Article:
The South Central Indiana League of Women Voters along with sister organizations throughout Indiana and the country celebrate a huge milestone next year. On Feb. 14, 2020, the League on a national level will celebrate its 100th birthday. The organization was founded because women were fighting for the right to vote. While the planning began long before, it would be 1926 before we actually got the right to vote.
Since that time, the League here and chapters around the country have acted as watchdogs, leaders on issues relating to: education, health care, the environment, and this year’s biggest priority, redistricting reform, i.e. the fight against gerrymandering. Here locally, years ago, the League with people like Melba Doggett, Barbara Williams, Mary Coyte, June Vogt, Florence Sussman and Tom Wolfe were largely responsible for the passage of an elected school board in Clark County. The chapter died out years later and was not reactivated until Barack Obama’s election. A young woman, Jessica Meyer, approached me and asked if I remembered the League. I did. I belonged as a young professional and believed in its mission. She asked if I would help rejuvenate the League. I agreed and we began exploring what we would have to do. Seven years later, we are looking forward to celebrating our Mother Organization’s 100th birthday.
This year, to start the process of celebration for the 100th birthday, we began a series of political forums. Our goal was, as it always is, to educate, inform and participate with those who vote, hope to vote, and someday will be voters. We were designed to educate and inform. It is not our job to endorse political candidates; it is our job to offer the voters the opportunity to hear directly from those wishing to serve them. They can draw their own conclusions from what is said by the candidates themselves. Our last forum for this year will be at the Ashland Park Shelter House near the Falls of the Ohio on Oct. 24. We will begin at 5:30 p.m. and please remember to bring your lawn chairs!
It has been exciting to date: 77 attended the Charlestown forum, 157 the New Albany forum, and 77 attended the Jeffersonville forum. New Albany wins the prize with all but one candidate (who apologized because he and his family were on vacation) in attendance and the chairs for both the Republican and Democratic parties were present. An important event in that partisan politics were set aside for the evening to offer an opportunity to the voters to get a whole and complete picture of their candidates. Maybe Clarksville will match that effort!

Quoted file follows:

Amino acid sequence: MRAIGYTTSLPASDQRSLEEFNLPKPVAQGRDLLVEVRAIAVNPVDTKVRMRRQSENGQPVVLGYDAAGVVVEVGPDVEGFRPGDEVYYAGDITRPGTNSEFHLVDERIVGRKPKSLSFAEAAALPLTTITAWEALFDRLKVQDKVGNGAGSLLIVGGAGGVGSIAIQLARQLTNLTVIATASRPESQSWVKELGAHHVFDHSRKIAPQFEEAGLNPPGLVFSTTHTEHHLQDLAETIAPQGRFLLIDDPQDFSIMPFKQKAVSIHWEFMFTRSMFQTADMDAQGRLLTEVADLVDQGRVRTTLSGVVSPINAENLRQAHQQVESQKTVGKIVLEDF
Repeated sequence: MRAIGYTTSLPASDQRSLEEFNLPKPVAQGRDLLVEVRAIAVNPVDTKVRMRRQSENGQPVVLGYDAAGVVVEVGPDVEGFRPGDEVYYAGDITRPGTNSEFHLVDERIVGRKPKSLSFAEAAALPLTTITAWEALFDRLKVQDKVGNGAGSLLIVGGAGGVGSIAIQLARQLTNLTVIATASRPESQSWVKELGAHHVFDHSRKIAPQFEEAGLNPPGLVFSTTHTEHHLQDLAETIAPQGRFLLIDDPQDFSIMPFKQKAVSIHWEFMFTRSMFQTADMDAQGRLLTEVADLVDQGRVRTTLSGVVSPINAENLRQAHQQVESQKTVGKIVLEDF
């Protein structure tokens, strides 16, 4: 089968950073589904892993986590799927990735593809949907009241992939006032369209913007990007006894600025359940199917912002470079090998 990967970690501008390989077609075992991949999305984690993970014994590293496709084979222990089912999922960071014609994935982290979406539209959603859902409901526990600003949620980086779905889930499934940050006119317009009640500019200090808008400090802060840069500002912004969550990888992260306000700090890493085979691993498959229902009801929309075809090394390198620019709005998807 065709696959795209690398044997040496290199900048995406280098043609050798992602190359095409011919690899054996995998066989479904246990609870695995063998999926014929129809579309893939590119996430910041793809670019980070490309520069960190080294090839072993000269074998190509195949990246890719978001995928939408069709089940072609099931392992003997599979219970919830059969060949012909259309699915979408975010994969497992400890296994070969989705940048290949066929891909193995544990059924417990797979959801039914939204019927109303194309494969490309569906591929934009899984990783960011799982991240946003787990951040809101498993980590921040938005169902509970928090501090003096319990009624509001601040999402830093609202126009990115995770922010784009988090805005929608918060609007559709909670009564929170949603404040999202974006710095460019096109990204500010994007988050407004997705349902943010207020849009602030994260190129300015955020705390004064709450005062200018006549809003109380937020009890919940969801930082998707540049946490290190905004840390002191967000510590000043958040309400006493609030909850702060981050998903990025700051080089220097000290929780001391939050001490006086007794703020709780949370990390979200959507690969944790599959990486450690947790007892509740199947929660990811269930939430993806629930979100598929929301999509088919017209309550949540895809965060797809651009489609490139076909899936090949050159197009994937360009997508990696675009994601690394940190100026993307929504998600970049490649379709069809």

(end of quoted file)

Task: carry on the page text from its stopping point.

We have to restore civility and responsibility to public offices. Negative ads, political positioning and entitlement attitudes have become the norm. We need to send a clear message to those we elect — do your job and do it well. We are watching. We are voting. We do care about what you do and we want to know how you do it, so transparency is important. Inform us, serve us, and do the jobs you were elected to do.
Our voting record in this community and in Indiana is dismal. One hundred years ago our predecessors fought for us in real ways, they were jailed, beaten, some died for the right for us to vote. We owe the women who fought for us, we owe them the vote they fought so valiantly for, and we owe them our allegiance.
I look at my granddaughters and wonder what it will be like for them when they turn 18. Will they have the same difficulties we have, even today? Will people call them names because they question the establishment? Will they be ostracized because of their commitment to furthering voter participation? Will they be questioned or branded because of who they support or their political beliefs? I pray all of that is ending with our generation, I really do.
I registered to vote in 1971 (the first year I was old enough). No one told me what to do, I just went down and registered. As an activist later, I helped to change voter laws that would allow homeless people the right to vote from their residence no matter where that was; we were the third state in the nation to do that. It is in that vein that we try to educate the disenfranchised.
The power to change history, to create positive growth in our communities and to be one people is clear and available to each of us one day of the year. The first Tuesday in November brings us together as one people to elect our leadership. It is sacred to America and should be protected at all costs. Intimidation, name-calling, ugly advertisements and gerrymandering are tools for those who can’t win elections on their own merit and who do not deserve to hold office.
On Tuesday, Nov. 5, 2019, do what is required of you in America, vote for those you want to serve you. In the words of my dad, remember “on election day, you go into that booth equal to a Rockefeller, don’t forget that, it is the great equalizer."
— Barbara Anderson, Jeffersonville, is executive director of Haven House Services Inc. Reach her by email email@example.com.